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548: Migration Refugee Crisis


09-05-2015

PropertyInvesting.net team

Migration Trends:  A decade ago, people warned of mass migration in future years - some said this would be caused by "global warming", others by "wars" or "starvation".  They appear to be right to a certain extent, though what we have is a culmination of a number factors coming together that are causing both refugees and/or people looking for a better life to take drastic actions to move across countries and oceans.  If one looks at the big picture with migration of people into Europe, the following trends are becoming more pronounced:

1.  Globalization – Access to technology, networks, education and more plane-rail-road travel means people are aware of opportunities in other countries far more than in decades past – when “dumbed down” people with poorer education and lack of access to the internet would never have known where to and how to migrate from their mother country for a better life.

2.  Wars-Terrorism - The sectarian/religious and terrorist wars in the Middle East have displaced millions of people – through ISIS and other extremist groups – these displaced people are desperately trying to leave their mother country to find a better and safer life.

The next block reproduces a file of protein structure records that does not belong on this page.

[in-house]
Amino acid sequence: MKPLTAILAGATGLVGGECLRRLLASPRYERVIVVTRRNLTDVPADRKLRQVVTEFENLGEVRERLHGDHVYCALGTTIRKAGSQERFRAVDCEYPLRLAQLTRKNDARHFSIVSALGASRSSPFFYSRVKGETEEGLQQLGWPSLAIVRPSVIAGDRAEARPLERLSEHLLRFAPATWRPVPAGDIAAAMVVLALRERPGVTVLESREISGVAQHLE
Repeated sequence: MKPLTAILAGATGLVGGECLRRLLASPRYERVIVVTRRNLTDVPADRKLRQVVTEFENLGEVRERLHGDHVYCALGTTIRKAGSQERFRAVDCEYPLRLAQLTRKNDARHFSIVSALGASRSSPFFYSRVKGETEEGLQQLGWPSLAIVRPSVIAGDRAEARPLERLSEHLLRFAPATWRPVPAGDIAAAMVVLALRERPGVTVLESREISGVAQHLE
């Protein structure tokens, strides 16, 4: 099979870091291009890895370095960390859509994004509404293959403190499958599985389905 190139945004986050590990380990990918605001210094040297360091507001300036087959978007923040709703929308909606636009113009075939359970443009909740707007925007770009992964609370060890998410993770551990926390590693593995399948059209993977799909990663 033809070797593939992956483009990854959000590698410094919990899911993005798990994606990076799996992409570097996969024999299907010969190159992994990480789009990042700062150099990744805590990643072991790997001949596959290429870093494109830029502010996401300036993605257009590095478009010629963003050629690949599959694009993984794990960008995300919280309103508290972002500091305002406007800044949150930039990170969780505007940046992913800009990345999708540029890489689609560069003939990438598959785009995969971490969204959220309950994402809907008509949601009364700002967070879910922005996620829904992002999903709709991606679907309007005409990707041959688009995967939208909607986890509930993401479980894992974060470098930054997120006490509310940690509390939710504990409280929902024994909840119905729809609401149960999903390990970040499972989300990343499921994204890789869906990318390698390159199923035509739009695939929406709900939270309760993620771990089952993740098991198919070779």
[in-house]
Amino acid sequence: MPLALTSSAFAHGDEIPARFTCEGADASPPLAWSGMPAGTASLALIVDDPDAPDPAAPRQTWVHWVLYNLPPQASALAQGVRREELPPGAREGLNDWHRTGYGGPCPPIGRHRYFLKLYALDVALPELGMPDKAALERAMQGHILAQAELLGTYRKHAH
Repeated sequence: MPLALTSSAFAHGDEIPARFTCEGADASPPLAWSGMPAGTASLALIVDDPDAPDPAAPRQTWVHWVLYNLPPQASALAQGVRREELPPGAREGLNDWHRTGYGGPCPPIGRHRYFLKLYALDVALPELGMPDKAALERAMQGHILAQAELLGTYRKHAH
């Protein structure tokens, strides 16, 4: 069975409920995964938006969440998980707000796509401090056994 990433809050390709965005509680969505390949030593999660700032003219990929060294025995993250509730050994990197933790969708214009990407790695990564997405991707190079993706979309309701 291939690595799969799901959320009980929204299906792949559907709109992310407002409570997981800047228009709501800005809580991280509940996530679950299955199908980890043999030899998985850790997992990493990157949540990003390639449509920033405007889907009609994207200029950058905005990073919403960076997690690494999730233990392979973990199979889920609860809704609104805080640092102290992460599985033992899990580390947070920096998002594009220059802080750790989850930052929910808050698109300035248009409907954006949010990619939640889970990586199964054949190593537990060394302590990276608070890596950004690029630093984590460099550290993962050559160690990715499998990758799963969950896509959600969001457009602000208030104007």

3.  Population - The global population is exploding, particularly in poorer developing countries in Africa. Wars rage and resources and good agricultural land is scarce, so people are moving to find a better life.

4.  Agriculture to Urban - There is a general trend for populations to move from agricultural to urban areas because these are considered safer, work is less “manual” and better access to educational opportunities is key. People will migrate to European urban areas because of their wealth, safety with relatively high paid job opportunities for people from places like Africa, Asia and war torn Middle East.

5.  Oil Price - As the oil price collapsed - countries like Syria, Iran, Iraq, Russia and Egypt have been hit hard with declining oil revenues and some will conclude this is a good time to move to the developed “west” as social spending in the Middle East comes under pressure.

6.  Climate Change and Water - As equatorial global areas become warmer and water becomes more scarce in part caused by the rising population, people in arid areas are desperately fleeing a lack of water and/or productive irrigated land, along with higher temperatures and higher food prices. They look to cooler countries with plentiful water supplies for an easier and more productive life.

7.  Transport and Networks - To migrate across the Mediterranean as an example requires: a) access to a boat; b) access to a trafficker; c) transport across land; and d) food-water supplies. It cost a lot of money for the average African or Syrian to cross major seas. Most of these people will be the better off and fitter – younger people, wanting a new life. Access to traffickers and boats is almost certainly easier with the use of mobile phones, internet and social media – the ability to research a location-entry point is made far easier now due to the internet/social media phenomena.